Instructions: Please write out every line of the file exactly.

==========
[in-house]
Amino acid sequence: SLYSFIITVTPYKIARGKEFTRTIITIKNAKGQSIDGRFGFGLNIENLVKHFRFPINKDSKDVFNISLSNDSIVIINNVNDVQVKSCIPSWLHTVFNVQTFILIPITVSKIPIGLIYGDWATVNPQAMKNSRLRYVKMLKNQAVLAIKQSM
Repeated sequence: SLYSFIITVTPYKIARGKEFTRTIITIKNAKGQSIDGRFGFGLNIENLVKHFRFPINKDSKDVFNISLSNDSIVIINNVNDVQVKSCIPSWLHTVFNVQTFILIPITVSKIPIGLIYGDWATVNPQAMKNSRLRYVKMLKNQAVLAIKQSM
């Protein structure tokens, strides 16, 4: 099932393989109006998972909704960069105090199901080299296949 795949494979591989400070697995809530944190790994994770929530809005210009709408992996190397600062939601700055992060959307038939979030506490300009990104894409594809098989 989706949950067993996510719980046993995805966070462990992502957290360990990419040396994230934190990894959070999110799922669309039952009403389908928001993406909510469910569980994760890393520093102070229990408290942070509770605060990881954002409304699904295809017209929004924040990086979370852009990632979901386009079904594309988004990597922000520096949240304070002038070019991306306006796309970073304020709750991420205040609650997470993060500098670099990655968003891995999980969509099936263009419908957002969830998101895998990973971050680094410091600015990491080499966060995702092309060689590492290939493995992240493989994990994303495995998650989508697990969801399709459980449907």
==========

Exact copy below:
[in-house]
Amino acid sequence: SLYSFIITVTPYKIARGKEFTRTIITIKNAKGQSIDGRFGFGLNIENLVKHFRFPINKDSKDVFNISLSNDSIVIINNVNDVQVKSCIPSWLHTVFNVQTFILIPITVSKIPIGLIYGDWATVNPQAMKNSRLRYVKMLKNQAVLAIKQSM
Repeated sequence: SLYSFIITVTPYKIARGKEFTRTIITIKNAKGQSIDGRFGFGLNIENLVKHFRFPINKDSKDVFNISLSNDSIVIINNVNDVQVKSCIPSWLHTVFNVQTFILIPITVSKIPIGLIYGDWATVNPQAMKNSRLRYVKMLKNQAVLAIKQSM
């Protein structure tokens, strides 16, 4: 099932393989109006998972909704960069105090199901080299296949 795949494979591989400070697995809530944190790994994770929530809005210009709408992996190397600062939601700055992060959307038939979030506490300009990104894409594809098989 989706949950067993996510719980046993995805966070462990992502957290360990990419040396994230934190990894959070999110799922669309039952009403389908928001993406909510469910569980994760890393520093102070229990408290942070509770605060990881954002409304699904295809017209929004924040990086979370852009990632979901386009079904594309988004990597922000520096949240304070002038070019991306306006796309970073304020709750991420205040609650997470993060500098670099990655968003891995999980969509099936263009419908957002969830998101895998990973971050680094410091600015990491080499966060995702092309060689590492290939493995992240493989994990994303495995998650989508697990969801399709459980449907």